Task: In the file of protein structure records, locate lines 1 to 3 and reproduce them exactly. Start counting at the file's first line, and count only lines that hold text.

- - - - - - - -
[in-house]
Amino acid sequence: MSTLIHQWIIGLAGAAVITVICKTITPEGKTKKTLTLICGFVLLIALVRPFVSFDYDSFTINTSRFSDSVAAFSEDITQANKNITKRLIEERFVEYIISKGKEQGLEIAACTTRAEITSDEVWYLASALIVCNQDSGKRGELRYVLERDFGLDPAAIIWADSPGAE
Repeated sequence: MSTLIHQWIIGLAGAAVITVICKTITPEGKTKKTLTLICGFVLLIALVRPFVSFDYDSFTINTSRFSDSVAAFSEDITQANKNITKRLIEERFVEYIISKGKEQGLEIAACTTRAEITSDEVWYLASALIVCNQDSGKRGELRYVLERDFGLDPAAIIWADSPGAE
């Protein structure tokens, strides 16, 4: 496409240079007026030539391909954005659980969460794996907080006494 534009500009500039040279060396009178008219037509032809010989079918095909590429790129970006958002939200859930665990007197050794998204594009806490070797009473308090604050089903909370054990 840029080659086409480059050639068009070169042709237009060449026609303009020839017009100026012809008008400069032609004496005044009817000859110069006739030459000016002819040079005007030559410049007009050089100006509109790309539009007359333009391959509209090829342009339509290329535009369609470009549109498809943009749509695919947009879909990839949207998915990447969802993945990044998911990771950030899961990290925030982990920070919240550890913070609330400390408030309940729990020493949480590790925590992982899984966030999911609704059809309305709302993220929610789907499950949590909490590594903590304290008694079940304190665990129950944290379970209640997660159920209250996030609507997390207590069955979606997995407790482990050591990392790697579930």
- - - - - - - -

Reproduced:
[in-house]
Amino acid sequence: MSTLIHQWIIGLAGAAVITVICKTITPEGKTKKTLTLICGFVLLIALVRPFVSFDYDSFTINTSRFSDSVAAFSEDITQANKNITKRLIEERFVEYIISKGKEQGLEIAACTTRAEITSDEVWYLASALIVCNQDSGKRGELRYVLERDFGLDPAAIIWADSPGAE
Repeated sequence: MSTLIHQWIIGLAGAAVITVICKTITPEGKTKKTLTLICGFVLLIALVRPFVSFDYDSFTINTSRFSDSVAAFSEDITQANKNITKRLIEERFVEYIISKGKEQGLEIAACTTRAEITSDEVWYLASALIVCNQDSGKRGELRYVLERDFGLDPAAIIWADSPGAE